An Oracle product that lives up to (low) expectations of "Oracle"
June 08, 2016

An Oracle product that lives up to (low) expectations of "Oracle"

Anonymous | TrustRadius Reviewer
Score 1 out of 10
Vetted Review
Verified User

Overall Satisfaction with Oracle Entitlements Server

Oracle Entitlements Server is being used to externalize application entitlements so they can be changed externally without changing the application code.
  • Authorization Runtime is fast
  • Horrible administration web UI - had to spend months with our database team to make an application's entitlements show up in < 30 seconds, difficult to navigate UI. It has sliders that make you think you can expand certain portions of the UI, but they do nothing. Many operations that must be done in day-to-day administration require 3 clicks per application, so this makes policy creation and distribution extremely time-consuming. A variety of random errors would occur and instead of friendly messages, full exceptions were shown to the user, including a stack trace. Often, this stack trace was so long, the box would overflow the screen and the user would be unable to close the popup box.
  • The built in Policy Decision Point's web service only supported returning a SINGLE entitlement at a time. This was completely inadequate (would have crippled our apps' performance) and somewhat laughable given this is an 'enterprise product'. We ended up having to write our own web-service which could check multiple entitlements at once using the Java API
  • Horrible Support - we opened at least 20 support cases and the majority were classified as bugs or product enhancements, and then nothing was done on them. I am pretty sure this product has no full-time developers, given the lack of progress seen on their product in over 2 years. A variety of issues went back and forth between the OES and Weblogic teams, both blaming each other, and never got resolved. When we tried to escalate, various Oracle manager folks claimed to be exerting pressure, but ultimately everything fell back on us (sorry, can't reproduce it on our end) and made no progress. Almost every support person we got did not speak fluent English, writing back in incomplete sentences, and confusing basic pronouns (he vs she), etc.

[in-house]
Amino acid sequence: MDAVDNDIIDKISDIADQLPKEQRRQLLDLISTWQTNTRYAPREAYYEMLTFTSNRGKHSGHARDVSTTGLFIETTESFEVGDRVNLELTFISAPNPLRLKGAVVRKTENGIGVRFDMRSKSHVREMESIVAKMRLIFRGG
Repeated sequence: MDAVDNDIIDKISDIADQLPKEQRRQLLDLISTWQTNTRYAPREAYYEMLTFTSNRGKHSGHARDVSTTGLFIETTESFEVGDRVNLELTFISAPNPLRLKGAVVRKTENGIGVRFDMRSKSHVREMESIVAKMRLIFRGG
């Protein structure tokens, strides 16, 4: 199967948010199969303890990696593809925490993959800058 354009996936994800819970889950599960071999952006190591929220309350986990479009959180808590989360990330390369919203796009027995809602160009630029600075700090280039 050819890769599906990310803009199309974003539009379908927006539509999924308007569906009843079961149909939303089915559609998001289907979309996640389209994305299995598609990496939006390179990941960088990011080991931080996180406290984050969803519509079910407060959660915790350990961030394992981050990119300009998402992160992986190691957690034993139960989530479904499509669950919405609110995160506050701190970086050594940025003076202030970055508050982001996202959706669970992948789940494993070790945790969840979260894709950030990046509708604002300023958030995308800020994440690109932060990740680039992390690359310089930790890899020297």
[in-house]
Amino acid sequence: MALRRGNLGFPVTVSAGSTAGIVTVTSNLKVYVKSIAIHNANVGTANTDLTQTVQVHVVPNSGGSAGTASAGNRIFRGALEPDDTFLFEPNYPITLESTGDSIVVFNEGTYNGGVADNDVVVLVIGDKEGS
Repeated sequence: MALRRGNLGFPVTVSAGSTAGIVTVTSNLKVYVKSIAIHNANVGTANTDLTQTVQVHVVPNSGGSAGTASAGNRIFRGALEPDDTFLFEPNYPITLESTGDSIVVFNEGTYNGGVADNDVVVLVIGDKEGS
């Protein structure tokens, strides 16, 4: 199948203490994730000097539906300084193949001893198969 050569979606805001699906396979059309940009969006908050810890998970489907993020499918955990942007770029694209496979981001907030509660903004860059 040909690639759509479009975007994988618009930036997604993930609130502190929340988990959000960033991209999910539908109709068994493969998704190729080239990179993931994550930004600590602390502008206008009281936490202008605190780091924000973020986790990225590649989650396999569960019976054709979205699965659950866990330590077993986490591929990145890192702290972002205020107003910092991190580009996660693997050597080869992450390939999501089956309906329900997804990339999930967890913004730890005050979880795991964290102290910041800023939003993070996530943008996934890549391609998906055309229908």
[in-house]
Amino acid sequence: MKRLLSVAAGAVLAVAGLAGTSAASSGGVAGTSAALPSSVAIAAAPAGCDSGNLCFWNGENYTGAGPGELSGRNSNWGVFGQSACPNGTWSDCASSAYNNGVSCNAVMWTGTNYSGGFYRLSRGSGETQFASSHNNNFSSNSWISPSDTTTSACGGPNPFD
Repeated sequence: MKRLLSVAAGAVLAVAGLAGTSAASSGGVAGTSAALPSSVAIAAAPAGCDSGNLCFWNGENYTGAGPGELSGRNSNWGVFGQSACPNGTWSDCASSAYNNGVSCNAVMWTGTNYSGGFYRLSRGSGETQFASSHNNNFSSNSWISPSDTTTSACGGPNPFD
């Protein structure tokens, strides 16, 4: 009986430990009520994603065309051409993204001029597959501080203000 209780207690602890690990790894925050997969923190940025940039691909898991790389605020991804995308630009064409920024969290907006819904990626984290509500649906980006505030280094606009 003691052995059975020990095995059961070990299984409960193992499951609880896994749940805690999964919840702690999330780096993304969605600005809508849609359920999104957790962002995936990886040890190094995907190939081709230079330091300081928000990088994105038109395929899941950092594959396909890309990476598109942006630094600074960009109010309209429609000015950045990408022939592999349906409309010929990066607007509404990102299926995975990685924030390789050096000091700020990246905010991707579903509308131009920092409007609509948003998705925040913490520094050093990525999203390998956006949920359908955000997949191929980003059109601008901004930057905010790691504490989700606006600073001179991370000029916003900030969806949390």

• Lack of product documentation. It took us about a month of working with support to enable LDAPS binds for users logging into the admin UI (by default, it only worked with unsecure LDAP binds). All of such configuration was undocumented and we had to rely on support giving us explicit instructions. There was also a bevy of patches that had to be applied to 3 different components of the product in a specific order to work properly. Some patches caused regressions and broke functionality that previously had been corrected by a prior patch. They also released an entire new version (Patch Set 1 I believe) and forgot to increment the build number in the UI, causing much confusion. Any development house with basic build/release practices in place would have avoided this.
  • I do not have hard numbers on this, because it probably had an indirect impact on our applications.
I saw one other competitor at a trade show, but unfortunately their product didn't seem much better. It forced administrators to dig through horribly complex expressions with lots of ANDs and ORs to debug a basic policy. I didn't think it would be easy enough to use.
Could be suited for cases where authorization policies change extremely frequently and unpredictably. For all other scenarios, I would avoid this product!